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 wget --no-check-certificate --no-cookies --header "Cookie: oraclelicense=accept-securebackup-cookie"


 wget --no-check-certificate --no-cookies --header "Cookie: oraclelicense=accept-securebackup-cookie"

RPM using curl:

 curl -v -j -k -L -H "Cookie: oraclelicense=accept-securebackup-cookie" > jdk-8u45-linux-x64.rpm
  • -j -> junk cookies
  • -k -> ignore certificates
  • -L -> follow redirects
  • -H [arg] -> headers

curl can be used in place of wget.

UPDATED ANSWER ON 6th September 2014 (JDK 7u67)

I am updating this answer to take into account the fact that Oracle has changed their cookie policy. Thanks to Det for pointing out a simpler method than what I had originally specified.

wget --no-check-certificate --no-cookies --header "Cookie: oraclelicense=accept-securebackup-cookie"

Once again, make sure you specify the correct URL for the version you are downloading. You can find the URL here: Oracle JDK download site


If you are looking to download the Oracle JDK from the command line using wget, there is a workaround. Run the wget command as follows:

wget --no-cookies --header "Cookie:" ""

Be sure to replace the download link with the correct one for the version you are downloading.

To use this repository we need to add following lines to /etc/apt/sources.list file:

deb unstable main non-free
deb-src unstable main

we also need to get and install the package key from oracle web site
apt-key add RPM-GPG-KEY-oracle
 Next, you need to update your package files (as root)# apt-get update

Reading Package Lists… Done


 Now, you able to install your new Oracle XE! Just run following commands as a root user and answer for some questions about admin passwords and Oracle starting at boot:# apt-get install oracle-xe-universal

(Reading database … 62016 files and directories currently installed.)
Unpacking oracle-xe (from oracle-xe_10.2.0.1-0.060128_i386.deb) …
Setting up oracle-xe ( …
Oracle Database 10g Express Edition is not configured. You must run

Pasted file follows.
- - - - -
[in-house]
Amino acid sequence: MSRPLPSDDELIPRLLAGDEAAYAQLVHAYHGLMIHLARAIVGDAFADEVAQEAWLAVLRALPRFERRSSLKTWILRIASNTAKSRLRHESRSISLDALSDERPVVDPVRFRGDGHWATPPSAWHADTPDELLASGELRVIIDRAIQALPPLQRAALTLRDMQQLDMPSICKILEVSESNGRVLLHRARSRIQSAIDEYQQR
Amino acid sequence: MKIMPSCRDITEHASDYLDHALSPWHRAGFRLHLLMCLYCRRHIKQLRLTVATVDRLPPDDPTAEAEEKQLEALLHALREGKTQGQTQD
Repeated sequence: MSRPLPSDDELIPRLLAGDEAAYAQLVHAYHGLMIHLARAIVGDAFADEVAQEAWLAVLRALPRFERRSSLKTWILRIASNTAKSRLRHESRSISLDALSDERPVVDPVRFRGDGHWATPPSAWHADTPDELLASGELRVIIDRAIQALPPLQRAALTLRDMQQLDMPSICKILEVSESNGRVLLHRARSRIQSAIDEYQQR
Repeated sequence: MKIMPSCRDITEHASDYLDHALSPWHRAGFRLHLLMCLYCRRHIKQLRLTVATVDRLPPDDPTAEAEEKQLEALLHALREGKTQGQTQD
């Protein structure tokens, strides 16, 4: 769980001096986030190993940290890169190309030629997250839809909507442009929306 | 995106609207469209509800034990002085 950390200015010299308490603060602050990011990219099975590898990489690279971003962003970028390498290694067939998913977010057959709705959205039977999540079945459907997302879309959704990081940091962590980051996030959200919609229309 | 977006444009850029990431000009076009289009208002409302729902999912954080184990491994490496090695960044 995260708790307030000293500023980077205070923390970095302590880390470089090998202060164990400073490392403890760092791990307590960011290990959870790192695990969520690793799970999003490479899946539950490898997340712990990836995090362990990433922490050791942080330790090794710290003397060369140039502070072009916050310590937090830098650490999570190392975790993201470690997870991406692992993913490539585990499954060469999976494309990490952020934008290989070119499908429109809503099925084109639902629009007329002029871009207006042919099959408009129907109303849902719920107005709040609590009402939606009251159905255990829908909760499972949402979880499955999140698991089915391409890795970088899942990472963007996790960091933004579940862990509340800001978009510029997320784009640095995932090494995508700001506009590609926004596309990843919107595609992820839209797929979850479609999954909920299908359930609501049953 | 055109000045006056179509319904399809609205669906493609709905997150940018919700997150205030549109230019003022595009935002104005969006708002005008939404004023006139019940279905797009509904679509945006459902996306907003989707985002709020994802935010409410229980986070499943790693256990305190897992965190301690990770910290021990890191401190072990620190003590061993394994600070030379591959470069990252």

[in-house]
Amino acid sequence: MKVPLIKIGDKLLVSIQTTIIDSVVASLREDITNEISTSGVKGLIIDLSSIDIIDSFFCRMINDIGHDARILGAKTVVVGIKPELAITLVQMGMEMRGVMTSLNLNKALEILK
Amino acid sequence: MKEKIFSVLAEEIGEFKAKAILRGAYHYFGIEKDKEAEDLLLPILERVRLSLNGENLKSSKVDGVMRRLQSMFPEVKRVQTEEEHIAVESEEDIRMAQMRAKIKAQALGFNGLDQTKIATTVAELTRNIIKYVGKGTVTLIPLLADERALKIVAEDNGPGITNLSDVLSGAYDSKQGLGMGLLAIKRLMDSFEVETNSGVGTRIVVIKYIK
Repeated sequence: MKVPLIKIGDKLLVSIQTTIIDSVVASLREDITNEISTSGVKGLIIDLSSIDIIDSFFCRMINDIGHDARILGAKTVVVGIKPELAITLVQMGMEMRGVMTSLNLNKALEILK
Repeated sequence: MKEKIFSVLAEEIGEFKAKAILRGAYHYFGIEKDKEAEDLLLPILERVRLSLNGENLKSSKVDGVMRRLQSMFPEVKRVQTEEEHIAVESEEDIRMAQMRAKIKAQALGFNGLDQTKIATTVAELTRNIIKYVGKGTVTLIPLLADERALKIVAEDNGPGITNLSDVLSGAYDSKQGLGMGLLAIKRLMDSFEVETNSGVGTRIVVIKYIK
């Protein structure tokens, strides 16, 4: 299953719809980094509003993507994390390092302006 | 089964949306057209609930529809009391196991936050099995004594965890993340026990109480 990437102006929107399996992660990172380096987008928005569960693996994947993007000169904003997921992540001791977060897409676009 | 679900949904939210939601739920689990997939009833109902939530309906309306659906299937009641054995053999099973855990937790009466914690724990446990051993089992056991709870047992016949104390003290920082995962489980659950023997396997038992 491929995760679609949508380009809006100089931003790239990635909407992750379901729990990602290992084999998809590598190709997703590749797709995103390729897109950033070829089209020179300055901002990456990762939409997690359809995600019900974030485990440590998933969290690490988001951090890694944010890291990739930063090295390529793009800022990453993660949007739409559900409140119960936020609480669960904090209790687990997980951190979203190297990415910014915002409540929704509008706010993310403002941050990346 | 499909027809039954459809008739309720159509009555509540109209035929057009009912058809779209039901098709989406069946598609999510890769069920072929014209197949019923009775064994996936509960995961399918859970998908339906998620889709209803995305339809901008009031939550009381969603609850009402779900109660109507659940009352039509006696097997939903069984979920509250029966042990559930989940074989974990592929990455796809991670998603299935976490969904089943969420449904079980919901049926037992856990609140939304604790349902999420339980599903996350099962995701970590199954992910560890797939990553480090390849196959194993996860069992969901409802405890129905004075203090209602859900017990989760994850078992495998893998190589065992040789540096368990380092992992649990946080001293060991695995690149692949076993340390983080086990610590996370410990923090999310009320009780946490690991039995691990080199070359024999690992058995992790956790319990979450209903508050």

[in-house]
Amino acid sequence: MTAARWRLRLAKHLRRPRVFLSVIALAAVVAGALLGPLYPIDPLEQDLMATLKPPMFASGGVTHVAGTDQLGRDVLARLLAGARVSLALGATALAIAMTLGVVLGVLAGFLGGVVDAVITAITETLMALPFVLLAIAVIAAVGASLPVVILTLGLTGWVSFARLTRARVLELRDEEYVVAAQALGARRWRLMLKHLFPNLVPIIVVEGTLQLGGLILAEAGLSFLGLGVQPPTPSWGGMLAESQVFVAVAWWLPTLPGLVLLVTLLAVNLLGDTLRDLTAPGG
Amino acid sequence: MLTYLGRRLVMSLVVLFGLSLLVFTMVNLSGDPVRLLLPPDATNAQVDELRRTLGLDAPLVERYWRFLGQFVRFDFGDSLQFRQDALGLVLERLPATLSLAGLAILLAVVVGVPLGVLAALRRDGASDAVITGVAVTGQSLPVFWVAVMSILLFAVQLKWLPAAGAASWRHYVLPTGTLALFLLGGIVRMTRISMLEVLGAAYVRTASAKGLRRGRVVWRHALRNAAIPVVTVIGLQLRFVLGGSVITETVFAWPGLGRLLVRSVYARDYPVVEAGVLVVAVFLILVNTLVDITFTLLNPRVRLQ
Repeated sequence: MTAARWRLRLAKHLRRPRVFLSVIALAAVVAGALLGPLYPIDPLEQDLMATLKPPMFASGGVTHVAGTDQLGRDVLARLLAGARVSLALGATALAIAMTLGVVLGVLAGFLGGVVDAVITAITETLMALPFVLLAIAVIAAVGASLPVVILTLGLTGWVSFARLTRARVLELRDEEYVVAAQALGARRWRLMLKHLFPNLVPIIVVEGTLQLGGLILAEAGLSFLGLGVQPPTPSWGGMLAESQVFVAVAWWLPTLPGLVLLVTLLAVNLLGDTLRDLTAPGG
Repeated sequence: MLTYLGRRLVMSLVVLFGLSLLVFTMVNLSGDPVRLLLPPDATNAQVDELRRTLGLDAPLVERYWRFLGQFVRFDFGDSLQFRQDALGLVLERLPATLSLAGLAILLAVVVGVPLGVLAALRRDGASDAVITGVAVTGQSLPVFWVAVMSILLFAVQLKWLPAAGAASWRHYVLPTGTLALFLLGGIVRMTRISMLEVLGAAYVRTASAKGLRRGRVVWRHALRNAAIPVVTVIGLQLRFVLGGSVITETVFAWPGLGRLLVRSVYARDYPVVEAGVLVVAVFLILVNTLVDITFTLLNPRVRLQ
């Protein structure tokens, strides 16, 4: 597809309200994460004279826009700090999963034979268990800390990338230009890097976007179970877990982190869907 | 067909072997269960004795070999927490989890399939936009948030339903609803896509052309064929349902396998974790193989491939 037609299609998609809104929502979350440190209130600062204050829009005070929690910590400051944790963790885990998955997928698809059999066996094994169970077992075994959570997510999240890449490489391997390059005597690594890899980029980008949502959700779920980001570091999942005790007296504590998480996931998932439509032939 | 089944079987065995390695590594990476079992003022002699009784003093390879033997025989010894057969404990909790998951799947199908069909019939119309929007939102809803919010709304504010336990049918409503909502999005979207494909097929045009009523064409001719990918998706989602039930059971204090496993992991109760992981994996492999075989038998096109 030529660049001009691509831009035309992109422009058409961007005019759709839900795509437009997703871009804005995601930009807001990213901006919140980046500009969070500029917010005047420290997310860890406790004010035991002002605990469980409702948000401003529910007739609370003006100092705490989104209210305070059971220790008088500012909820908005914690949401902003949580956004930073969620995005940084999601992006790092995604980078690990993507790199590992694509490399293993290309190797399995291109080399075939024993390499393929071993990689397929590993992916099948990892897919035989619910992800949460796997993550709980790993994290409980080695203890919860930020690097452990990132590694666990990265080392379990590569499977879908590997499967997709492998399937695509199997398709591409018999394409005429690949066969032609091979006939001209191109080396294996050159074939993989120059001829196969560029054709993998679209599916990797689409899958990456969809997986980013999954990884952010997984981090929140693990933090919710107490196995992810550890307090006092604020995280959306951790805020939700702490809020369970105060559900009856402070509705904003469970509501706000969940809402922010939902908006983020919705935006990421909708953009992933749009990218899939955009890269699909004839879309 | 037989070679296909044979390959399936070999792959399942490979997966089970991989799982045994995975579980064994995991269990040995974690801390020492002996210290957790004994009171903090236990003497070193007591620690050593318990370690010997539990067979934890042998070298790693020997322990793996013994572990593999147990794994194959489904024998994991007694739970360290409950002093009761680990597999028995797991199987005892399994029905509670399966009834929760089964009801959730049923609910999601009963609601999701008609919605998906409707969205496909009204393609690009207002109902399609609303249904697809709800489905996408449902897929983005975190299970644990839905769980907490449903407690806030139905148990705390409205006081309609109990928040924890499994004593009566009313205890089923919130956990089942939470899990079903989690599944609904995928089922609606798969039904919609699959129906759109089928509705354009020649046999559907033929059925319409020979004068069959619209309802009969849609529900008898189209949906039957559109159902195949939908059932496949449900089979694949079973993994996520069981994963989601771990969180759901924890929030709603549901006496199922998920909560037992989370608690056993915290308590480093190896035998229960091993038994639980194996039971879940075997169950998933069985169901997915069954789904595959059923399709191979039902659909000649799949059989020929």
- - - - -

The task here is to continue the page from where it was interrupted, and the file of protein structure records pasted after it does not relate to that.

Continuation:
‘/etc/init.d/oracle-xe configure’ as the root user to configure the database.
Executing Post-install steps…
You must run ‘/etc/init.d/oracle-xe configure’ as the root user to configure the database

# /etc/init.d/oracle-xe configure

Specify the HTTP port that will be used for Oracle Application Express [8080]:

Specify a port that will be used for the database listener [1521]:

Specify a password to be used for database accounts. Note that the same
password will be used for SYS and SYSTEM. Oracle recommends the use of
different passwords for each database account. This can be done after
initial configuration:

Confirm the password: (* make sure you remember this password *)

Do you want Oracle Database 10g Express Edition to be started on boot (y/n) [y]: y

Starting Oracle Net Listener…Done
Configuring Database…Done
Starting Oracle Database 10g Express Edition Instance…Done
Installation Completed Successfully.
To access the Database Home Page go to “”
Now you have installed Oracle Express Edition on your Debian Etch server.
Disabling/enabling the Oracle XE Service
Your Debian based system should meet the minimum requirements for swap space, otherwise installation would fail.
Based on the amount of physical memory available on the system, Oracle Database 10g Express Edition requires 1006 MB of swap space (YMMV). In order to overcome this issue you can always extend your partitions with Knoppix or Gparted.
The alternative solution, avoiding a reboot, would be:

# dd if=/dev/zero of=/myswapfile bs=1M count=1000
# mkswap /myswapfile
# swapon /myswapfile

You can always disable Oracle XE startup in boot time with (no update-rc.d method here):
# chmod -x /etc/init.d/oracle-xe

The alernative way to the same is to edit /etc/default/oracle-xe and change:

Web console management
If you have installed OracleXE? database on remote *nix server, you can easily setup a SSH tunnel in order to gain access to a web administration console (since web console is bound to loopback device and therefore unavailable outside to the network):
# ssh oracle-xe-server -L 8081:localhost:8080
While keeping this proces running (or keep it on background via screen or nohup), you may now login to Oracle XE web administrations console on your local computer: http://localhost:8081/apex/
Please notice that your ssh daemon on your local computer should allow TCP forwarding. (ie. “AllowTcpForwarding? yes” should be present in “/etc/sshd/sshd_config”.)
SQL Remote connection management
By default OracleXe? installation does not allow SQL network connections to your XE database. To enable remote connections, logon to web management console and enable “Remote connections”: “Administration->enable Available from local server and remote clients”-> press “Apply Changes”. The same procedure can also be done from the commandline:

# sqlplus -S system/password@//localhost/XE < @this_script.sql SQL> exit;

Alternatively use the web managment console to add new Oracle XE users accordingly.